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ME 644 Mechatronics

Catalog Description

ME 644 Mechatronics (3). Prerequisites: ME 435 and EE 535. Introduction to multi-domain systems. Mechanical, thermal, fluid, electrical, electronic, electro-mechanical system dynamics. Emphasis on modeling and simulation of hybrid systems using modern computer-aided tools.

Prerequisites by Topic

  1. System dynamics.
  2. Instrumentation electronics.

Textbook

D.G. Alciatore and M.B. Histand, Introduction to Mechatronics and Measurement Systems, 3rd edition, McGraw Hill, 2007.

Coordinator

C.M. Richards, Associate Professor of Mechanical Engineering.

Course Learning Outcomes

The objective of this course is to give graduate students in Mechanical Engineering the background to effectively design and analyze electro-mechanical systems.

Topics Covered

  1. Mechanical system interfacing - introduction (1 class).
  2. Combinational digital logic (4 classes).
  3. Synchronous sequential logic (4 classes).
  4. Semiconductor electronics (4 classes).
  5. Analog signal processing (2 classes).
  6. Data acquisition (5 classes).
  7. Sensors (6 classes).
  8. Actuators (8 classes).
  9. Microcontrollers (8 classes).
  10. Examinations (2 classes and 2½ hours).

Computer Use

Homework, lab reports and projects require use of MATLAB and other analysis software.

Laboratory Projects

Laboratory homework and project include the design and fabrication of analog circuit boards for both combinational and sequential logic routines. Various analog and digital sensors and actuators are utilized. Project includes the coding and utilization of microcontrollers.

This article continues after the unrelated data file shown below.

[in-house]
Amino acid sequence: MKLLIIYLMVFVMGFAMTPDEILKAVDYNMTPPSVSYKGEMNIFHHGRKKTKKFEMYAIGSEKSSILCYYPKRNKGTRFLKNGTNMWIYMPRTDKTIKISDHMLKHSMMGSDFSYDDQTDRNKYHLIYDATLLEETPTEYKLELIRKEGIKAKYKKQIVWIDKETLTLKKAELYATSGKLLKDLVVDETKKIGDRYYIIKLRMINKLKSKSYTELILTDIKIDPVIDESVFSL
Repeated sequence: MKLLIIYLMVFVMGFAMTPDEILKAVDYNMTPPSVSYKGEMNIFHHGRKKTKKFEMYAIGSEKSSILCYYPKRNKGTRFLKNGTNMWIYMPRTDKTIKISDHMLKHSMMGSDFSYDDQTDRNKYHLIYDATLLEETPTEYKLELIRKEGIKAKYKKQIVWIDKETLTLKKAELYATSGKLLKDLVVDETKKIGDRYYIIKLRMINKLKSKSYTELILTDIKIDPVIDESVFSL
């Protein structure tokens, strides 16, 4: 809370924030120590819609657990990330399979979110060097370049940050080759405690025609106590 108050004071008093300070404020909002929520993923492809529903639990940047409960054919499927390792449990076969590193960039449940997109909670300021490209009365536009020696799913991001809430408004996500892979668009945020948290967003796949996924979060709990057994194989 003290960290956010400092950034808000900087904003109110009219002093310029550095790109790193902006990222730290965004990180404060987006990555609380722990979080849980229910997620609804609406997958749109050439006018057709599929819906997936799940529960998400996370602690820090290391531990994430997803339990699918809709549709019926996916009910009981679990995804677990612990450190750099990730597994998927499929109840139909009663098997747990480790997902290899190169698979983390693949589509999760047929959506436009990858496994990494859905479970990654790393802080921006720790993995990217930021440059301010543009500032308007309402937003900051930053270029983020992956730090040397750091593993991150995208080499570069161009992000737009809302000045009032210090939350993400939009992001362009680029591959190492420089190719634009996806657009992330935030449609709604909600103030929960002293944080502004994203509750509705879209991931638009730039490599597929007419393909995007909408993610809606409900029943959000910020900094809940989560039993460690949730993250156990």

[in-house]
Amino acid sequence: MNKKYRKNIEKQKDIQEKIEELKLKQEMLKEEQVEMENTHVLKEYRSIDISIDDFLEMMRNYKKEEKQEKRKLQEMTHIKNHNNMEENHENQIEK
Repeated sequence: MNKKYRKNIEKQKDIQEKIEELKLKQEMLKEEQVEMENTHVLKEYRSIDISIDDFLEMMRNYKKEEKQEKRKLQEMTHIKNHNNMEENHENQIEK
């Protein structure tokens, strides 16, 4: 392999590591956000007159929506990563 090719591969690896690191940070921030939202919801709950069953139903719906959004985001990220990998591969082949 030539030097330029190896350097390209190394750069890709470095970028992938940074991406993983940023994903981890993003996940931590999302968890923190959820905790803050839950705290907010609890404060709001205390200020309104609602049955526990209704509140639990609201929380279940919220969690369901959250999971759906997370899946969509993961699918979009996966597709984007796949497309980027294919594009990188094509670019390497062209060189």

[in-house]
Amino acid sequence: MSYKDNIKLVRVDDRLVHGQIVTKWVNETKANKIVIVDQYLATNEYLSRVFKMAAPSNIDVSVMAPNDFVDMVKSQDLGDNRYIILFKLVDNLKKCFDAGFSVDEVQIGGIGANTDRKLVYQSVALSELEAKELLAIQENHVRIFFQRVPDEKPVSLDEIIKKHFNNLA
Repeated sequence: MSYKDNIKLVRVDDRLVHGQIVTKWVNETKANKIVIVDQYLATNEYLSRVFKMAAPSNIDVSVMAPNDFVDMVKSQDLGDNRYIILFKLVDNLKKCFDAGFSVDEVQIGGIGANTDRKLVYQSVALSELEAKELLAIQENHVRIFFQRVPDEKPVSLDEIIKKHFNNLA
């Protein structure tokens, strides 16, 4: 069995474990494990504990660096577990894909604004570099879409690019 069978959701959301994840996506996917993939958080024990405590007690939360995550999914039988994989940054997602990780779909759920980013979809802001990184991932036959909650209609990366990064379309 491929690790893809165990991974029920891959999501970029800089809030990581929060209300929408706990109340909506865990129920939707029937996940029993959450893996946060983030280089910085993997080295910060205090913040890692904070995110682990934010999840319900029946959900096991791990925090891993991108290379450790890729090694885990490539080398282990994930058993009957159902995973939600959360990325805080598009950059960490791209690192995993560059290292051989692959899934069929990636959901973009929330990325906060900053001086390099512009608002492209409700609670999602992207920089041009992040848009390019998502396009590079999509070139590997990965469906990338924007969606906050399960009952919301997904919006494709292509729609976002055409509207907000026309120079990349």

Class/Laboratory Schedule

Three 50 minute sessions per week devoted to lecture, discussion, and problem solving.

Evaluation

Homework/lab reports - 30%, quizzes - 20%, exams - 20%, project - 20%, final - 10%.

Professional Component Contribution

Engineering science: 2 credits, engineering design: 1 credit.

Relationship to Program Outcomes

This course supports Mechanical Engineering program objectives by developing:

  • An ability to apply knowledge of mathematics, science, and engineering in the field of mechanical engineering.
  • An ability to design a system, component, or process to meet desired needs in the field of mechanical engineering.
  • An ability to identify, formulate and solve problems in the field of mechanical engineering.
  • A recognition of the need for, and an ability to engage in, life-long learning in the field of mechanical engineering.
  • An ability to use the techniques, skills, and modern tools necessary for the practice of mechanical engineering.

Prepared by C.M. Richards, May 2006

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